Airlines do away with social distancing on board

Do not expect the middle seat or for that matter the seat next to you to be empty when you fly.

Back when the coronavirus started to take its toll on air travel, airlines had given assurances that the middle seat would be kept vacant or that there would be a limit on the capacity as a way to social distance in order to reduce possible infection of the disease.

It was easy then when the load dropped to as low as 95 per cent for many carriers as there was never a squeeze on seats. But as travel creeps back, airlines are finding it does not make economic sense to forgo revenue to keep seats empty, never mind the risk of exposing their customers to the hazard.

Courtesy Getty Images

Air Canada and WestJet will end their seat distancing policy effective 1 July. They are sheltering behind the guidelines of the International Air Transport Association (IATA) which deems this to be unnecessary while recommending other measures such as the wearing of masks.

Similarly American Airlines announced that it will open booking to full capacity. The same goes with United Airlines, although it will allow passengers to rebook on another flight if the capacity exceeds 70 per cent. It is not a decision any traveller will be happy to make at the last minute.

Across the Atlantic, Ryanair chief Michael O’Leary has called social distancing in seating “just nonsense”.

It seems contradictory if airlines and airports would encourage social distancing before and after boarding that they should deem the need as unnecessary on board which is an even smaller confined space within which passengers may be held for an inordinately long period of time. The IATA recommendation in this respect therefore runs counter to the guidelines set by several governments.

Transport Canada,for example, has said: “Operators should develop guidance for spacing passengers aboard aircraft when possible to optimize social distancing.” But, of course, “where possible” may become not possible if carriers are selling to full capacity unless it becomes mandatory to limit the capacity.

In the United States, the House Transportation and Infrastructure Committee has urged airlines to maintain at least one seat between all passengers and cap seating at 67 per cent of capacity on narrow-body planes.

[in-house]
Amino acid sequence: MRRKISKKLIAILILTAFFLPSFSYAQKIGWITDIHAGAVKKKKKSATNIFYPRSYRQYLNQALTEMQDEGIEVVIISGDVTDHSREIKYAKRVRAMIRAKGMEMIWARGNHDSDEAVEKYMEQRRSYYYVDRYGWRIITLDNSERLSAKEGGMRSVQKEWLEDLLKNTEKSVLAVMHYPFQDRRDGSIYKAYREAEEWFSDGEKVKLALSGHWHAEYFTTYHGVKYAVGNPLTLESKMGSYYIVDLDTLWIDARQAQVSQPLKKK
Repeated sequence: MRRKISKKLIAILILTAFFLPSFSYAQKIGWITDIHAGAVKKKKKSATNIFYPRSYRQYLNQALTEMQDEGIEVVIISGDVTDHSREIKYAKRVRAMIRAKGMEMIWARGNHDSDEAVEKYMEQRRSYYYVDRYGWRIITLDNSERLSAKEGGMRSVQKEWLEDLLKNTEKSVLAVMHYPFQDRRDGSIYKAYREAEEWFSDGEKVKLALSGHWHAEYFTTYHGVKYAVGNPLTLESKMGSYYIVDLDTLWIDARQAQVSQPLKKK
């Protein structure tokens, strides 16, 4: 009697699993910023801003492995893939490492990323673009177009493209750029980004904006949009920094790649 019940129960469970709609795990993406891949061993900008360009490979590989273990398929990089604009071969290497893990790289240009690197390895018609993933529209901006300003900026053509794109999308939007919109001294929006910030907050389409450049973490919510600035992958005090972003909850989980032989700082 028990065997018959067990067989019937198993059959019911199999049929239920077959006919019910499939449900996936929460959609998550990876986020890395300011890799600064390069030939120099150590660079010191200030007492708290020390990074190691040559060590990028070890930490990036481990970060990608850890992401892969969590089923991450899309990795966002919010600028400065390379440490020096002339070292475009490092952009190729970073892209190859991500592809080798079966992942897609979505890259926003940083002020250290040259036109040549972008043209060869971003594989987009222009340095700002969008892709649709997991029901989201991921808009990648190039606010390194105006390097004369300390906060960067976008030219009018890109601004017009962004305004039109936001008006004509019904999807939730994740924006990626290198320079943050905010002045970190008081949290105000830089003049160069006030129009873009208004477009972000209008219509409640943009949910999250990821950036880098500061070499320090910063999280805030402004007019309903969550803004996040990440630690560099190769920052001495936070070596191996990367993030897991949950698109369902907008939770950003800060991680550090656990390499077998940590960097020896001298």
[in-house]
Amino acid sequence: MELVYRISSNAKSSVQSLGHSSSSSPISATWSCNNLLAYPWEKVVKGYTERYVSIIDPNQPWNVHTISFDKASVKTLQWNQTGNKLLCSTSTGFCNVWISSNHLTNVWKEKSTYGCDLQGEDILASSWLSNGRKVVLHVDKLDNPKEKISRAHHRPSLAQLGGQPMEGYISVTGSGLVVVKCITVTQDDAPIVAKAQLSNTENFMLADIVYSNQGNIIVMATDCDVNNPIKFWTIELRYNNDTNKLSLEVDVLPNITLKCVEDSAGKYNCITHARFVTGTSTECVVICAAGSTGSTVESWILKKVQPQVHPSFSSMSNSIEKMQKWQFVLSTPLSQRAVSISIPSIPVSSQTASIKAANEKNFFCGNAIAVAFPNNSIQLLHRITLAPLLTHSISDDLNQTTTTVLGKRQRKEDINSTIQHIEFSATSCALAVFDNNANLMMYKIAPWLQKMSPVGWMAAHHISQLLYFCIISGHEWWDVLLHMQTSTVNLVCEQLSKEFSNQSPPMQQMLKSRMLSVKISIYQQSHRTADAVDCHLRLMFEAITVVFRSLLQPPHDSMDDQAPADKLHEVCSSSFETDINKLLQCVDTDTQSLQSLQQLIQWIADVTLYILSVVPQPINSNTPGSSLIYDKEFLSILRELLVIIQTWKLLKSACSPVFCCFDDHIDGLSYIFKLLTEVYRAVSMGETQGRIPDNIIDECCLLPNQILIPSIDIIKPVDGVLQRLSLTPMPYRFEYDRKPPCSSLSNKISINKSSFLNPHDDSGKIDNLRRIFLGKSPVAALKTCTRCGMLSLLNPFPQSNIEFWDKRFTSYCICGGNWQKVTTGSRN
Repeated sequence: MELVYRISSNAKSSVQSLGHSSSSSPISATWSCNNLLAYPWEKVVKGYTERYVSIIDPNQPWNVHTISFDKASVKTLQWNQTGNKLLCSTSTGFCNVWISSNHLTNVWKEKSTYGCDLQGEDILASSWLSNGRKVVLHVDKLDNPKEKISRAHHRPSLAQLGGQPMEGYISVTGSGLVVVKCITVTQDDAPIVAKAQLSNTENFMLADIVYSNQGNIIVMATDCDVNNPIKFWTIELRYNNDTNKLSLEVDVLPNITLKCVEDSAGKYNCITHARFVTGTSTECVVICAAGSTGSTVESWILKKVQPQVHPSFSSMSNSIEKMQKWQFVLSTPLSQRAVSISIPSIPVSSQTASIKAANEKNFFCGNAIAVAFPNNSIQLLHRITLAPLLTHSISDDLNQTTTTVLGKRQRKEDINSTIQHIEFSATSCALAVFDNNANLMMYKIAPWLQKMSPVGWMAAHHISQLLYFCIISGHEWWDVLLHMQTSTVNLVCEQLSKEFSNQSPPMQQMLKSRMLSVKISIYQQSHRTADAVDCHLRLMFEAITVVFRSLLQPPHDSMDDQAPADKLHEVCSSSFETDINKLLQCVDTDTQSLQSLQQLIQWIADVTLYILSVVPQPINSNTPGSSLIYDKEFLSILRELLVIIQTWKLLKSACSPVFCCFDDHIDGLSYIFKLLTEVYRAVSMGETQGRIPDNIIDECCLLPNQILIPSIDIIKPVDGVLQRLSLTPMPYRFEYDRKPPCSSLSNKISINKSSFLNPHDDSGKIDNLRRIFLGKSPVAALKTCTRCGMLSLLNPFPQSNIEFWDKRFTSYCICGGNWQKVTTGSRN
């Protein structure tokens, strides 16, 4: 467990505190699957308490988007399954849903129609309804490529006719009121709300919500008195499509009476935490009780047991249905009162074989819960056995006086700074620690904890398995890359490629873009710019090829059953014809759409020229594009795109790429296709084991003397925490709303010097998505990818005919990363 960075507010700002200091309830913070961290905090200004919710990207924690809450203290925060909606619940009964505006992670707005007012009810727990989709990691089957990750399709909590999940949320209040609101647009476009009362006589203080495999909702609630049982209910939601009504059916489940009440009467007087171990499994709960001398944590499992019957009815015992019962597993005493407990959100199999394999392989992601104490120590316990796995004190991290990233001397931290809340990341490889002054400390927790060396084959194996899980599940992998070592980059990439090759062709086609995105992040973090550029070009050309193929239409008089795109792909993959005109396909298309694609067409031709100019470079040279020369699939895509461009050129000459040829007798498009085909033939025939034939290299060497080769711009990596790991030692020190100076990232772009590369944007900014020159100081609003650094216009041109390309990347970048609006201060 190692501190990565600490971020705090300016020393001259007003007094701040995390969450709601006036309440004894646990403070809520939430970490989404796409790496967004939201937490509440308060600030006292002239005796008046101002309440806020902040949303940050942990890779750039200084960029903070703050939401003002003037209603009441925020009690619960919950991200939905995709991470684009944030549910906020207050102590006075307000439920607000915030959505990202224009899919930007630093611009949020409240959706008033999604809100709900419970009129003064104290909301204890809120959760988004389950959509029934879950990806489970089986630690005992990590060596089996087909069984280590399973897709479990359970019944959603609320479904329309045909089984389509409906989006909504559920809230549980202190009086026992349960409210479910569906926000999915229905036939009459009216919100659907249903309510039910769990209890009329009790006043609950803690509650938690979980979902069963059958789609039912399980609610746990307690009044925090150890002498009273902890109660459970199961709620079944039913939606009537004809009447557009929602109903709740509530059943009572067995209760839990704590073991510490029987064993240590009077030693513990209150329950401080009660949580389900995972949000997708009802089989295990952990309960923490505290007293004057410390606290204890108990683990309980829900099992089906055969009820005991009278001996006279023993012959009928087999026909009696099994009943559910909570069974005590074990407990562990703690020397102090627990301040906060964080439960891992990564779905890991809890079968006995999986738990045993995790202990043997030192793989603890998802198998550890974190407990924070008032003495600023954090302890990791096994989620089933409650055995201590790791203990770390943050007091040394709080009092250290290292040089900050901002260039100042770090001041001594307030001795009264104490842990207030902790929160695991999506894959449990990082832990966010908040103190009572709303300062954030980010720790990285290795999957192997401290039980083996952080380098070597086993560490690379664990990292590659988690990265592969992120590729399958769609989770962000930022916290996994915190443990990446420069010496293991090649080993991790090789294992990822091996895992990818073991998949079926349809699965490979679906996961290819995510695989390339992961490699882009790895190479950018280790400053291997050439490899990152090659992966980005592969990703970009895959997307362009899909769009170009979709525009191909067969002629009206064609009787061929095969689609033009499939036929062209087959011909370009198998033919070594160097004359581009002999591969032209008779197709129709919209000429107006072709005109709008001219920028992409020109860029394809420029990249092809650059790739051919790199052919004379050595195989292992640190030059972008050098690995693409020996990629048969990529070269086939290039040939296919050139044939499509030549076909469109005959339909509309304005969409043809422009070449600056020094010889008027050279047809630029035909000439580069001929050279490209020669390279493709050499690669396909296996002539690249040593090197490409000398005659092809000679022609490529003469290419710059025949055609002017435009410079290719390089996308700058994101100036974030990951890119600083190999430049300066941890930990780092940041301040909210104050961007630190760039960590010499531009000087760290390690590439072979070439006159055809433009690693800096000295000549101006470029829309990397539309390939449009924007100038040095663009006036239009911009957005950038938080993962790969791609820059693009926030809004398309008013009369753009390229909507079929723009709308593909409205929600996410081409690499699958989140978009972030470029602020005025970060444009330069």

What then is the priority, you may ask? It seems it is up to the passenger to take the chances, but surely it must be in the interest of the community that everyone abides by the same set of health rules. Besides, contradictory recommendations can only cause confusion.

…but not Delta Air Lines

Courtesy Getty Images

Delta Air Lines though will continue to limit the capacity on board to no more than 60 per cent. Chief executive Ed Bastian said: “We need to make certain that we take all precautions for our people, for our customers, reinforcing wearing masks, social distancing, keeping our plans only at 60 per cent full, making certain every seat next to a customer is open, so you have space on board, and doing everything we can to be cautious in the face of the spread.”

Mr Bastian added that Delta will continue with the policy post-September, although the cap may change after that.

Like Delta, presently Southwest Airlines and JetBlue are also blocking middle seats or restricting capacity. Ryanair’s rival easyJet is also doing likewise.

Air travellers should know what to or not expect when they book with a particular airline to avoid disappointment and be prepared if they have any concerns about the current situation of flying during a global pandemic.

About Dingzi
Writer by passion, with professional expertise in aviation, customer service and creative writing. Aviation veteran with more than 30 years' experience, columnist, pubished author of fiction, poetry, plays and travel stories, editor and management consultant. Nature lover who abhors cruelty of any form to animals, and a tireless traveler.

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